There are many types of sedges (over100) and they are difficult to identify without using detailed botanical keys. In general, sedges are perennial plants that resemble grasses, grow in shallow water or moist soils, and can reach 4 feet in height. Sedges often grow in thick clusters or tussocks. Stems of sedges are usually triangular. Spikes occur on the upper sections of the plant and can be single or in groups.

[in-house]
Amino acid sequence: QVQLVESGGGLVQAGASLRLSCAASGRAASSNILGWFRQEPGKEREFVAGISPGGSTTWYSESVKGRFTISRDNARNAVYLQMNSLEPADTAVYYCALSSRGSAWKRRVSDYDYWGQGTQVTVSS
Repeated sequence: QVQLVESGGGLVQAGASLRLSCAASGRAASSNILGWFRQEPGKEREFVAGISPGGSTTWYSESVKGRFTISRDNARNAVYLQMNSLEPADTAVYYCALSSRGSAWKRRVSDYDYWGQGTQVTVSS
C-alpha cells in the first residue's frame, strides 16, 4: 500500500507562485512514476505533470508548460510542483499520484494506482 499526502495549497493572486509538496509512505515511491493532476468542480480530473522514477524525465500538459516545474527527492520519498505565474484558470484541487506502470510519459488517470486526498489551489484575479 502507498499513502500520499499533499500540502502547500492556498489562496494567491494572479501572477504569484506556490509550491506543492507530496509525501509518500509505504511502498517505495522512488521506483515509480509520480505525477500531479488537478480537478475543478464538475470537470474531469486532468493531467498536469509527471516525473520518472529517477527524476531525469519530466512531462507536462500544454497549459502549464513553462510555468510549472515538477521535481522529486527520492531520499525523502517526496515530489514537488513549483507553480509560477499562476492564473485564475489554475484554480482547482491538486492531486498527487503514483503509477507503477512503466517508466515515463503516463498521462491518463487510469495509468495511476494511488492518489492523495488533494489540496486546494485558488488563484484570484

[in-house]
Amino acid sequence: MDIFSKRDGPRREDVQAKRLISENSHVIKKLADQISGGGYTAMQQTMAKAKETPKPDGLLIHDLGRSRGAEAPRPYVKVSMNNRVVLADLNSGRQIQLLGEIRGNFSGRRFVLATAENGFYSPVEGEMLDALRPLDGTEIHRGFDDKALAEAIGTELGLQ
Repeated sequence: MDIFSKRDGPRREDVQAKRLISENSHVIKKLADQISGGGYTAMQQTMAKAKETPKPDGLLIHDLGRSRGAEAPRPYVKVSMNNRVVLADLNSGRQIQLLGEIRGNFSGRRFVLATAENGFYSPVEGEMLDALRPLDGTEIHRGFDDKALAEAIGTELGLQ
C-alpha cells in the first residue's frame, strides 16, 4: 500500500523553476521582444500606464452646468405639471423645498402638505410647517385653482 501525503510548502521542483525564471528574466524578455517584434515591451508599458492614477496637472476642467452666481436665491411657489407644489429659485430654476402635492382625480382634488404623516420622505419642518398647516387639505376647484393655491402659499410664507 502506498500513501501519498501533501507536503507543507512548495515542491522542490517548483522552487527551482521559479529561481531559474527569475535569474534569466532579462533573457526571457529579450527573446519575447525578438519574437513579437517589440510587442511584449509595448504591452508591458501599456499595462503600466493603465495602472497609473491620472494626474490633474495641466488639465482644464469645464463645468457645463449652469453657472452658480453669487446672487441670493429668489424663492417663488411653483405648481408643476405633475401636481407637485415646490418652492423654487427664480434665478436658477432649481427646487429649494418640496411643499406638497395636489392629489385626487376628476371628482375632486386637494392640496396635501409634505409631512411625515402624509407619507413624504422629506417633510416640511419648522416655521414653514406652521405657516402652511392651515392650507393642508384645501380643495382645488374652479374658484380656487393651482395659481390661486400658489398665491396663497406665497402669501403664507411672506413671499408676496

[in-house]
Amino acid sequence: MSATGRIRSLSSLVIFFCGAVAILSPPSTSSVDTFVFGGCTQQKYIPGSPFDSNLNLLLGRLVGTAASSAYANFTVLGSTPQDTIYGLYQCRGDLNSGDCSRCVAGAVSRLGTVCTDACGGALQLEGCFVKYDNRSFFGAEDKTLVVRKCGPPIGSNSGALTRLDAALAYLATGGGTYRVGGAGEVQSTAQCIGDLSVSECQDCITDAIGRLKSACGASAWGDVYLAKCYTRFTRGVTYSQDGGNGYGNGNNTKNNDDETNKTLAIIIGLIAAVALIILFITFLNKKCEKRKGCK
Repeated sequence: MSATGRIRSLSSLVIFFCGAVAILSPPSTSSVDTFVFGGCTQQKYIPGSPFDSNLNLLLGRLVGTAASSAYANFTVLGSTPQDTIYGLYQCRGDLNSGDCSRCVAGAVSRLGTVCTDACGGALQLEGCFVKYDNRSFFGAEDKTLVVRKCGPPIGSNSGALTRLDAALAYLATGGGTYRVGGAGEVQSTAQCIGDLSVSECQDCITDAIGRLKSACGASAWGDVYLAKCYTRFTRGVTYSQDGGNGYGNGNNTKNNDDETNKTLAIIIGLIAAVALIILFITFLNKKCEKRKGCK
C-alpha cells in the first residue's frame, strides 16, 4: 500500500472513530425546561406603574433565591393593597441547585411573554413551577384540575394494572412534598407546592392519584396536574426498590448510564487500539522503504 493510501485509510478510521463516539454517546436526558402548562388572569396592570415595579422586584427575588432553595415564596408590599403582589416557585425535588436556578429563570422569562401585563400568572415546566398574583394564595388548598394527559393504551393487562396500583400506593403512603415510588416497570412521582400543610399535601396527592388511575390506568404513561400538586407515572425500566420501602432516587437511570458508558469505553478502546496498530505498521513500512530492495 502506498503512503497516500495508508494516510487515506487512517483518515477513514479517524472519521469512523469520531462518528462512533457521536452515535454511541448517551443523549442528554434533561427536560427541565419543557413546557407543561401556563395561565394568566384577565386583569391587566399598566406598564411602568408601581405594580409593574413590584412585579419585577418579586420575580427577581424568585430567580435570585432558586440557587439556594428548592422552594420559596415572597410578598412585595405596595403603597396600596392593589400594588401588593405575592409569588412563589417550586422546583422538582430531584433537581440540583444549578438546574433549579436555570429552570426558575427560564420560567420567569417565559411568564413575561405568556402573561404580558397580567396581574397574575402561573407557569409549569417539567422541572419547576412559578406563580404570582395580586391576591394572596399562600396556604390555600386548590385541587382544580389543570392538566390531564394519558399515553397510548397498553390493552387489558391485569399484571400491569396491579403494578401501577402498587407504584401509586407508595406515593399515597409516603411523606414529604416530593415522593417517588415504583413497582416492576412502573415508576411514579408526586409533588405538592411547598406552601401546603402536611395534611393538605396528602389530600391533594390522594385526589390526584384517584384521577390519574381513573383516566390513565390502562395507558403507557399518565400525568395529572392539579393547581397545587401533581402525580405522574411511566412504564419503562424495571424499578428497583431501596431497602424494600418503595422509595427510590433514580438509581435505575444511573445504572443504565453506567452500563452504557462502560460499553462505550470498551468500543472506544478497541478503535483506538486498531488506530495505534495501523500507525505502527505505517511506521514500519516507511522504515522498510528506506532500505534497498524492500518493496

Submerged portions of all aquatic plants provide habitats for many micro and macro invertebrates. These invertebrates in turn are used as food by fish and other wildlife species (e.g. amphibians, reptiles, ducks, etc.). After aquatic plants die, their decomposition by bacteria and fungi provides food (called “detritus”) for many aquatic invertebrates. Sedges are considered good wildlife plants. Sedges are grazed by muskrats, nutria, and rabbits, while the seeds are consumed by waterfowl and small birds.